Her personal motto is "The world should be a better place, just because I have lived." She doesn’t know if others have come up with the words before her, but she believes in them very strongly. "None of us should just take from this world," she says, "we need to give back to the world and the people in it that need help or support." Her way of doing this is to volunteer.
"As a person, volunteering has been the best thing that I have ever done for myself," Patricia states. Volunteering has given her many opportunities she never anticipated. She used to be a very shy, quiet, person, contributing when she could but always in the background. Thanks to her determination to help ACS, she can now talk to just about anyone about anything, no matter the size of the group.
For example, she recently spoke at the Bay Area Research Breakfast to over 200 people. She never could have done this before. Thanks to her volunteer experiences, she’s grown more confident and outgoing.
"I don't think there is anything I don't like about volunteering," says Patricia, "but must admit that the overwhelming joy I feel when I see the people that I am helping smile at me or tell me I am an inspiration to them is the ultimate high." After all, in the end it’s the difference that she makes to others that keeps Patricia so committed to her volunteer work.
She recently volunteered for a 4th of July celebration at the VA Hospital, and was assigned to escort a legally blind WWII veteran named Jerry. Throughout the day they ate lunch, Jerry told her his war stories, they walked around the fair, and even devised their own system of playing carnival games. Jerry ended up with a collection of prizes.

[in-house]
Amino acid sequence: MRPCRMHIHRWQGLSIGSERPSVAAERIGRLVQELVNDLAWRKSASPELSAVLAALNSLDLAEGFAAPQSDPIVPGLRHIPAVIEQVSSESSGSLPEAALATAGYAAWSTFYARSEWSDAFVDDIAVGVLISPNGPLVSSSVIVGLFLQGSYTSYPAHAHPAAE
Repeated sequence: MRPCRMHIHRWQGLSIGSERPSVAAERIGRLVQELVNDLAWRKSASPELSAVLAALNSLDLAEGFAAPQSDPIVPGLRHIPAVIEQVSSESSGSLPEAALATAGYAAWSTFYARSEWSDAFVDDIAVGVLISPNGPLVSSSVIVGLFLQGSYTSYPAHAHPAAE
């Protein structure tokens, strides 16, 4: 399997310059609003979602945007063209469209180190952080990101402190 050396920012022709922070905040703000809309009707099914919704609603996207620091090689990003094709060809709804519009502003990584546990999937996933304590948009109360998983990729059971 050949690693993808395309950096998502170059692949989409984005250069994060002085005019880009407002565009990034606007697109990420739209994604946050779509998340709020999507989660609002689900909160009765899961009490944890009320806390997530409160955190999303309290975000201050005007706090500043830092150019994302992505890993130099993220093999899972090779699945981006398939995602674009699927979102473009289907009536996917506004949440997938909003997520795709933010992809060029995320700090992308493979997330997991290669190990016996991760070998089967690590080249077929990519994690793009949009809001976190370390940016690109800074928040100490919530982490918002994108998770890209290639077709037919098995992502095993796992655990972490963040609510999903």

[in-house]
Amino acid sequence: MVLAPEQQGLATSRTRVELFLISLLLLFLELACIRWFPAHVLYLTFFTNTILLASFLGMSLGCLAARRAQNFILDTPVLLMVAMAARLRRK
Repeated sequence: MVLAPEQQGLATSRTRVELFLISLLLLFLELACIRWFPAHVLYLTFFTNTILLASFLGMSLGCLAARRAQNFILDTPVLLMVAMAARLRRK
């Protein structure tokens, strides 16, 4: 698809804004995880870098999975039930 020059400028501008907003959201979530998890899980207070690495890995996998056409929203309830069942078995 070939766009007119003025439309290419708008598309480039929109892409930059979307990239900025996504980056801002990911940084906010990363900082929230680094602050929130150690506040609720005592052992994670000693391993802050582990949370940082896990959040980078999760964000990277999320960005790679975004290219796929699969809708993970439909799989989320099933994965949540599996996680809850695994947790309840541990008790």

As he was getting on the bus to go home, Jerry turned around and offered Patricia a stuffed bear from his armload of carnival winnings. "May I give you a hug and kiss on the cheek?" he asked. "Today has been the best time I have had in a very long time." "I walked away with tears running down my face," Patricia says, "knowing that I had just made someone, that I owed a lot for his service to my country, very happy even if it was just for a few hours."
Patricia’s work isn’t always easy and fun. Since she volunteers with an organization that serves people with cancer, sometimes it’s very hard to see what cancer has done to them, especially when it’s a child. But she offers advice for other volunteers: "Just jump in."
The hardest part, she says, is making that first commitment. If it turns out that you aren't quite suited for the volunteer work you committed to, try again somewhere else. And if necessary, again. "Because once you find that match," Patricia promises, "your life will change forever. You will be hooked and you will experience things you never dreamed of."
Patricia plans on retiring in a few years, but not to live a life of leisure. Giving up her day job will simply give her the opportunity to devote herself full time to ACS. "I don't think there is anything that gives greater satisfaction than helping someone in need," Patricia says. "But you must really put your heart into it to get the most satisfaction out of it."